Aidan Smith's TV week: Borgen (Netflix), Pistol (Disney+), The Midwich Cuckoos (Sky Max)

When Borgen ended nine years ago I was glad. Sad but glad. Like the immaculate Danish furnishings, like the immaculate Danish prime minister Birgitte Nyborg, it was perfect. And three seasons seemed perfect. Too many great shows overstay their welcome and too many make the mistake of attempting a comeback.

"You can do this." Birgitte Nyborg reassures her new aide in Borgen
"You can do this." Birgitte Nyborg reassures her new aide in Borgen

But the political drama has returned and I’m shouting: “What kept you, Birgitte? Where have you been? If I can be parochial for a moment, because I know you went out to 70 countries, but we in the UK need you. We need our faith in government restored, in particular our faith in the office of the PM. Only you can do this!”

Actually, before that, I’m shouting at Nyborg: “Why are you speaking in English? I was cool with subtitles and learning some Danish words (Hej - hello; korrupt - corrupt; bolle - bonk). Now you sound awfully like Priti Patel!”

The new series is on Netflix who like to dub foreign language productions but eventually I work out how to change Borgen back to how it used to grip us on Saturday nights, double-bill, snuggled up in the hygge way. And it still grips.

Much prettier than you might remember them, the Sex Pistols return

Nyborg, played by Sidse Babett Knudsen, is not PM anymore but Foreign Secretary in a coalition. The PM is young, and on the early evidence, charmless. Nyborg is frustrated. By the boss calling a press conference for the same time as her. By her new aide faffing and getting her title wrong (where’s Kasper?). By having the phone put down on her. Oh, and by the looks of things, she’s menopausal. Borgen, besides the political, was always good on the personal.

“Her time is over. Most people have forgotten her,” mutters a rival. Wrong, so wrong. Nyborg declares: “No kids at home, no husband feeling neglected, I’m having the time of my life.” There’s an immediate clash with the PM over a big oil discovery in Greenland. The PM can’t see past the bounty - 1,850bn krone - but Nyborg is worried about the environmental impact.

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They brief against each other and there are juicy leaks to TV1 where Katrine Fonsmark (Birgitte Hjort Sorensen), who you’ll remember once bolle-ed an MP to death, has returned after a stint on the dark side as Nybork’s head of press. Welcome back, then, Borgen, and good that you’re still able to forecast cock-ups in real government. You see, Nyborg packing off an incompetent to a dead-end job in Manila chimes perfectly with “Party Marty” - Downing Street official Martin Reynolds who was behind the “BYOB” invites during Partygate - being despatched to Saudi Arabia.

So you’re on holiday at Disneyland. You’ve met Mickey Mouse and Donald Duck and there’s more fun to come with attractions celebrating contemporary classics including Star Wars, Toy Story and Pirates of the Caribbean. But what’s this? Punkland, a simulated ride round grotty, strike-hit, mid-1970s London in a stolen car with Johnny Rotten at the wheel?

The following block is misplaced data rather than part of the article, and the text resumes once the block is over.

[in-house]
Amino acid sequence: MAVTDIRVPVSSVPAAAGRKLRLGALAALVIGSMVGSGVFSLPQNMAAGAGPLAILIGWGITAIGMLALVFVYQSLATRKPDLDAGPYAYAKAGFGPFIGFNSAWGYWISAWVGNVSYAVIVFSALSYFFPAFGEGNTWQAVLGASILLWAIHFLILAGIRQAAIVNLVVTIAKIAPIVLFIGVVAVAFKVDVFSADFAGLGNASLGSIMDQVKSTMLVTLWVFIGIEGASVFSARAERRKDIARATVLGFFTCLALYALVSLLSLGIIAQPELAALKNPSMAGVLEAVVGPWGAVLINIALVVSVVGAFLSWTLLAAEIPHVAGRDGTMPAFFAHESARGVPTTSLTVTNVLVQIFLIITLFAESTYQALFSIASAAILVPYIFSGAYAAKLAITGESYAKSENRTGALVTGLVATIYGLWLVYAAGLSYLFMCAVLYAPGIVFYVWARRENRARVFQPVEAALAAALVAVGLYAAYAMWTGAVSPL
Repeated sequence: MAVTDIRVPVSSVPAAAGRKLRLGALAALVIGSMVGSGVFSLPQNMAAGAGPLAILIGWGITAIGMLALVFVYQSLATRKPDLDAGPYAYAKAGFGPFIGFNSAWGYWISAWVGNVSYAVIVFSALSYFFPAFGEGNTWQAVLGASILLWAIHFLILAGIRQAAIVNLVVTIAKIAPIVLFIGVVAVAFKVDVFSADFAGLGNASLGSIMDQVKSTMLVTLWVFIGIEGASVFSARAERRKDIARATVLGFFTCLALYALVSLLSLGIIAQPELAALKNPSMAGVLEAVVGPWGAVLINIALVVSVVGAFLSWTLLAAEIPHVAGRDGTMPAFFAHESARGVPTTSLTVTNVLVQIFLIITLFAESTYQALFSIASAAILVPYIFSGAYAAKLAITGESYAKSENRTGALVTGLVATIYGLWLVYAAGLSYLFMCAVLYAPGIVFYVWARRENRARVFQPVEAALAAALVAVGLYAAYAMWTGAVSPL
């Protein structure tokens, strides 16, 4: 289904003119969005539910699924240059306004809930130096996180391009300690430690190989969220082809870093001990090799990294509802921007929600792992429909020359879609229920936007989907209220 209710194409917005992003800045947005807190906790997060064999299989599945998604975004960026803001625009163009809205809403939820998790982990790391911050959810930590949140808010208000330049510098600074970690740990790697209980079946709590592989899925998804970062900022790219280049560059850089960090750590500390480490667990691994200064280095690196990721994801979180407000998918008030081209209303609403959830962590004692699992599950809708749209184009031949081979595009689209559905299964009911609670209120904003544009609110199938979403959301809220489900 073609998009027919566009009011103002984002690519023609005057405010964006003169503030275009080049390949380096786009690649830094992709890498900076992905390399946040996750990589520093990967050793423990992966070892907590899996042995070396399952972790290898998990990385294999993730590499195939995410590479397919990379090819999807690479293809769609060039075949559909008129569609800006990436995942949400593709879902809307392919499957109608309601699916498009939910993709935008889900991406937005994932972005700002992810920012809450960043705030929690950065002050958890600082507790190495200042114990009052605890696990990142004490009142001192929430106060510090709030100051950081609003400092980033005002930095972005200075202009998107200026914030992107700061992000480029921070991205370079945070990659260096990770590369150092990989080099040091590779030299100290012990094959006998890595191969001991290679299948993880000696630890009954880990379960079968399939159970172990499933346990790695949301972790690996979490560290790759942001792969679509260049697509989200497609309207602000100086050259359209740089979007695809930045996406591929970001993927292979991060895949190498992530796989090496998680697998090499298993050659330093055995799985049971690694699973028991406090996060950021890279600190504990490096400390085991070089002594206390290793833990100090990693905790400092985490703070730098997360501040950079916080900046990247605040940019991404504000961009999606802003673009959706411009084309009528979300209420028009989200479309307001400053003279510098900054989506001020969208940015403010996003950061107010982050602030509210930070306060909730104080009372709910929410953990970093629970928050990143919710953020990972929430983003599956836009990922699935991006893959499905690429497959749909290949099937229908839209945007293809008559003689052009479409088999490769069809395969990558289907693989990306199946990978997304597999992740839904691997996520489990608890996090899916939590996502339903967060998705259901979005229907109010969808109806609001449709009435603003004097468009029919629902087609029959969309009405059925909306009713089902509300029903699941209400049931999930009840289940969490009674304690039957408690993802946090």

Keeley Hawes investigates The Mdwich Cuckoos

No such feature exists, but there is Pistol on Disney+, Danny Boyle’s biopic of Rotten’s Sex Pistols. This might seem risque subject matter for the family film empire but remember how they recently turned Pamela Anderson’s sextape into a drama.

Like Pam and Tommy, Pistol is cartoonish with pretty actors playing Rotten (even with teeth blackened to replicate how he came by the stage name), Sid Vicious and the rest of the nihilists in the band and among their scenesters. None is prettier than Sydney Chandler who almost steals the show as Chrissie Hynde, later of the Pretenders but for now stuck behind the counter at Vivienne Westwood’s boutique Sex. She decides that if her boyfriend Nick Kent, the rock journalist, is going to persist on being a boring Keith Richards wannabe then she might as well have a fling with future Pistols guitarist Steve Jones who she’s just caught trying to steal some of the shop’s way-out clobber.

This is one of Pistols unintentionally funny jokes because only Johnny Depp in Pirates of the Caribbean was a bigger Richards impersonator than Kent, the man from the New Musical Express. Unfortunately there aren’t enough jokes, unintentional or not.

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The Pistols’ Svengali, Malcolm McLaren, is played by Thomas Brodie-Sangster. You might not recognise him underneath the ginger curls but he was the angelic schoolboy in that great, steaming pile of soppiness, Love Actually. This is some leap.

Defiantly unconventional the Pistols may have been but their story gets a pretty conventional treatment here, with plenty of rockbiz cliche. There’s plenty of old-fart music on the soundtrack - to illustrate who the Pistols hated but also I bet to soothe the ears of those who found punk too abrasive. Anson Boon, born in 2000, has Rotten’s maniacal leering off pat, as if it had been studied for a drama school exam. But Rotten didn’t despise old-fart music and was a secret fan of Atomic Rooster, Jethro Tull and Van der Graaf Generator.

The very first time I was terrified by TV - aged five, unable to sleep, sat on my mother’s knee in winceyette pyjamas - soldiers were moving through empty streets in silent slo-mo. This is how The Midwich Cuckoos (Sky Max) begins after lights have crackled and fizzed and everyone has tumbled to the ground. The town’s newest occupant failed to heed good-luck advice to enter his house backwards and now all the womenfolk are pregnant. Once psychotherapist Keeley Hawes has investigated, if she could just read me a bedtime story everything would be fine.

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